Profiling with OProfile

The oprofile tool is an unobtrusive profiler ‒ you don't need to rebuild the programs with any special options or run them in a special way, and you don't modify its code, which means the results are more accurate. Also, as it uses some newer CPU extensions, the results can measure which lines of code are the expensive ones with addition to functions and why it is so. As a bonus, you could even look at what is happening in the kernel (if the application spends too much there).

However, it is available only on linux and with reasonably new CPU, it needs a kernel support and you need to run the opcontrol tool as root (the other „examination“ tools can be run as normal user).

It lives on


To run OProfile, you need several things:

  • New enough linux kernel (anything not really ancient should be new enough)
  • The OProfile kernel module (eg CONFIG_OPROFILE=m)
  • The oprofile package (should be installable by distro package)

Hardware & precision

OProfile uses some hardware features of the processor. Depending on what is available, the precision and capabilities differ.

Modern AMD processors have a feature called IBS (Instruction Based Sampling). The processor picks an instruction once in a time (the interval is configurable) and records down everything about the instruction (that it happened, if it needed data from cache/main memory, if the memory was on the same or different northbridge, if it was a misprediction, if the instruction itself was already decoded in the instruction cache…) and writes it to some buffer. When the buffer is full, an interrupt is fired and the oprofile kernel module takes it out and evaluates/stores to some other place. This one is the most precise thing currently available (event is assigned to the assembler instruction which really caused it). You can also watch as many IBS events as you want at once.

An older feature is called Intel Performance Counters, but is generally available on AMD processors as well. There's a small number of counters, which can be activated and configured to watch an event. Every time the event happens, the counter is increased. When it reaches a configured value, it fires off an interrupt and the oprofile module guesses which instruction caused it. You can have only few events active and the guessing is slightly inaccurate (as there are multiple instructions in the pipeline in the given time and any of them can be the cause), so the measured peaks are usually moved slightly down in the code and stretched across multiple instructions.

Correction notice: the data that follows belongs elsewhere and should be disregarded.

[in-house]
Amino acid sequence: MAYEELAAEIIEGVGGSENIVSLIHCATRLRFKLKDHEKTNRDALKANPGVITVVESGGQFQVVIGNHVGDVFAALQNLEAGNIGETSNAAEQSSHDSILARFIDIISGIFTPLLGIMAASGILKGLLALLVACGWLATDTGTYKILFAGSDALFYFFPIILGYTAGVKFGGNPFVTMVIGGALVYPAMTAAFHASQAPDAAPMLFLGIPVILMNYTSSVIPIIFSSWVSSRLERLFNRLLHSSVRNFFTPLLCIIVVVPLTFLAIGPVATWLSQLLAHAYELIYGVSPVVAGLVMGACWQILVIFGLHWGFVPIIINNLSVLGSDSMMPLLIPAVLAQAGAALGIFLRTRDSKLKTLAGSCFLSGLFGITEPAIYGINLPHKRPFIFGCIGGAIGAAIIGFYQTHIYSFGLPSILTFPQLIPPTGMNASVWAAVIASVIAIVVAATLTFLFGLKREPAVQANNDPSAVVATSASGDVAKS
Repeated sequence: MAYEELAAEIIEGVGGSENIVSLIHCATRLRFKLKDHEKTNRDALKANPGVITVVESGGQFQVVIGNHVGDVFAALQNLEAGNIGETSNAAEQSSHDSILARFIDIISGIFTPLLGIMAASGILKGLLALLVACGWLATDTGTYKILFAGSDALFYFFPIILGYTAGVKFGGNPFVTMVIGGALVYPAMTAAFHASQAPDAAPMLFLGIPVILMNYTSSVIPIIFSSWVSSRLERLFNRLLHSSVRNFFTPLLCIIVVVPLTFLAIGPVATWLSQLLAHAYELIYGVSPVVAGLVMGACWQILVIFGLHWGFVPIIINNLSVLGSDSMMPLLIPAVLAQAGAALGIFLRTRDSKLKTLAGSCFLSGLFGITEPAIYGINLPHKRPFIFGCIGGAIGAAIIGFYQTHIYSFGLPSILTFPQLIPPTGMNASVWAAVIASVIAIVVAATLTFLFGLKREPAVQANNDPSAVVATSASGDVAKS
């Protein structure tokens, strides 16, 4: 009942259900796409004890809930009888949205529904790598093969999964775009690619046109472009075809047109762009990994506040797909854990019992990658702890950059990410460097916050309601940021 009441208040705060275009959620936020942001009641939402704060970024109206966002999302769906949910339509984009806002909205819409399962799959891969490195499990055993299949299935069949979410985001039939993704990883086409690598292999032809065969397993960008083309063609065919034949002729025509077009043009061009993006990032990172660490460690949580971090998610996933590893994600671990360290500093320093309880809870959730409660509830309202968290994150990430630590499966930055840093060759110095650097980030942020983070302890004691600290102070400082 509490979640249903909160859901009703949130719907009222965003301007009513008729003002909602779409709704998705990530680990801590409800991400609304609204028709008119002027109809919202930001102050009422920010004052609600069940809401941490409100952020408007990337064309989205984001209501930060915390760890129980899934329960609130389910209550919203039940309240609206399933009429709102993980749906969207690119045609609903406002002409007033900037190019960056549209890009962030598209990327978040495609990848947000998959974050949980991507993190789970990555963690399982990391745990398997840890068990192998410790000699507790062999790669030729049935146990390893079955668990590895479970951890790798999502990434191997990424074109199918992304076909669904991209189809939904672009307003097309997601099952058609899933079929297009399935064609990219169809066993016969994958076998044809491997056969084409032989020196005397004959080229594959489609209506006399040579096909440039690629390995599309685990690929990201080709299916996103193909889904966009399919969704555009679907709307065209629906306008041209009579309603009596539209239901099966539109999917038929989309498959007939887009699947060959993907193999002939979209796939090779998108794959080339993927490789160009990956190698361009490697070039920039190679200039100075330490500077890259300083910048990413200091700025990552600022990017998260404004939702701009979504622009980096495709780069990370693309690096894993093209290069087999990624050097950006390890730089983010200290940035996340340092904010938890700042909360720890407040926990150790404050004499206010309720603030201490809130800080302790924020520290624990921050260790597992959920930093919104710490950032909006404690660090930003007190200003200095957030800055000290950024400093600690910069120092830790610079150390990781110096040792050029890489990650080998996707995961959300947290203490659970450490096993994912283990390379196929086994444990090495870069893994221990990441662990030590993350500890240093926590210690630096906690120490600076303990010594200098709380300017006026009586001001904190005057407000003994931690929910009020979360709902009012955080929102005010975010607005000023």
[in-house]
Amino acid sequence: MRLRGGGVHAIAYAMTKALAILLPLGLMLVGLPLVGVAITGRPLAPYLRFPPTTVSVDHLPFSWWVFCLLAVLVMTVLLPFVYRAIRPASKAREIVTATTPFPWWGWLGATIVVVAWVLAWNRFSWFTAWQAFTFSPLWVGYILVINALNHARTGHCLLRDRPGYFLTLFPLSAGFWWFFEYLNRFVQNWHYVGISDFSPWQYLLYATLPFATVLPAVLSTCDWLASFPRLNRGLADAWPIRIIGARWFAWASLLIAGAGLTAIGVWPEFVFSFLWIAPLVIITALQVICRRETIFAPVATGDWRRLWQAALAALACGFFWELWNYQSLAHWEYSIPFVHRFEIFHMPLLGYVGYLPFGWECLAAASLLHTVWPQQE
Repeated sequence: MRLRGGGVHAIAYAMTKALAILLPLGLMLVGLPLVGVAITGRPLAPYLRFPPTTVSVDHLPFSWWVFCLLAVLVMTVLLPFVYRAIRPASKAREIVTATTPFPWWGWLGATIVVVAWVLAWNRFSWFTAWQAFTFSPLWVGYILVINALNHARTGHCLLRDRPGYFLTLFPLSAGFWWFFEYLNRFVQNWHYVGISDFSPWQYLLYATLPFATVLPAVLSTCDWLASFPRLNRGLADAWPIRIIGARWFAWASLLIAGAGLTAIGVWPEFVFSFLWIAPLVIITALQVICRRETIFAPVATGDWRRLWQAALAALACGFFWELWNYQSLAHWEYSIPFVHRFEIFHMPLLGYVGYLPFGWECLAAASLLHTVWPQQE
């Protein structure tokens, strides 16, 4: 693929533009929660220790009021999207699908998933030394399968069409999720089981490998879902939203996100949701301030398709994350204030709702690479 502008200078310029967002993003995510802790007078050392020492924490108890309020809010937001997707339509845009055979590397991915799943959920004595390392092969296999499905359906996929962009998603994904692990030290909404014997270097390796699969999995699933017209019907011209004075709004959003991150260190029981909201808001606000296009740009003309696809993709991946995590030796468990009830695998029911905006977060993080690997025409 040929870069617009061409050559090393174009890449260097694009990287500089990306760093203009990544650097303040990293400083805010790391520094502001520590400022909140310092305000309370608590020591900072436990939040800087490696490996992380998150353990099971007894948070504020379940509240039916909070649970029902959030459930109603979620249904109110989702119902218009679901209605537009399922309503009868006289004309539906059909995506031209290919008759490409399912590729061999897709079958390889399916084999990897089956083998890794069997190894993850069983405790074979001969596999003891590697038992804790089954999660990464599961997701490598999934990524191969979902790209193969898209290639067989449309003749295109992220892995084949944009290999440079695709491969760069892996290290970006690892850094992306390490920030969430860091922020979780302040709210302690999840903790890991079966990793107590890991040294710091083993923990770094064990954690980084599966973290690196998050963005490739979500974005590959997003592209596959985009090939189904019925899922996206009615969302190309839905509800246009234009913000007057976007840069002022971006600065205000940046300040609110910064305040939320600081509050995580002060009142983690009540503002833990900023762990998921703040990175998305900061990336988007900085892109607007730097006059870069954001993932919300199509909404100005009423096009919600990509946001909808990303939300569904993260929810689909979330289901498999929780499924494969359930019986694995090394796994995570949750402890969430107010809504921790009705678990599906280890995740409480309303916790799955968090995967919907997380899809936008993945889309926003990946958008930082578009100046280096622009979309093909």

There's a fallback ‒ it can use a timer interrupt instead of the counter based interrupts, but it can only measure which instructions/places of code are executed most.

You can choose any of these methods at initialization time.


First, you need to set parameters. Once you do, they are remembered until you change them to something else (even between restarts). You can do so for example this way (as root):

opcontrol --no-vmlinux -e IBS_OP_ALL:50000:0x00 --separate library

The --no-vmlinux tells oprofile you don't want to examine what is going on in the kernel itself. The data for it is still gathered, but there are no symbols assigned to them. If you want to have a look at these, you can use --vmlinux option, but you need to have an uncompress image of your kernel with debuging symbols around.

The -e options tells oprofile to look at the given event and the configuration for the event. This one would mean to count all instructions that are marked by the IBS and that a marked instruction should happen every 50000 processor cycles (the mask after the 50000 means to count cycles, if you leave it with the default 0x01, it will count instructions, which is slightly less accurate). You can have multiple -e options to list all the events you want to watch, but if you use IBS, it probably makes no sense to give each of them a different configuration. The counter based ones can have a different counts and mask each.

The --separate options tells oprofile to assign samples to running programs in addition to library names (if they happen inside library) ‒ so you see b10-auth as well as or like.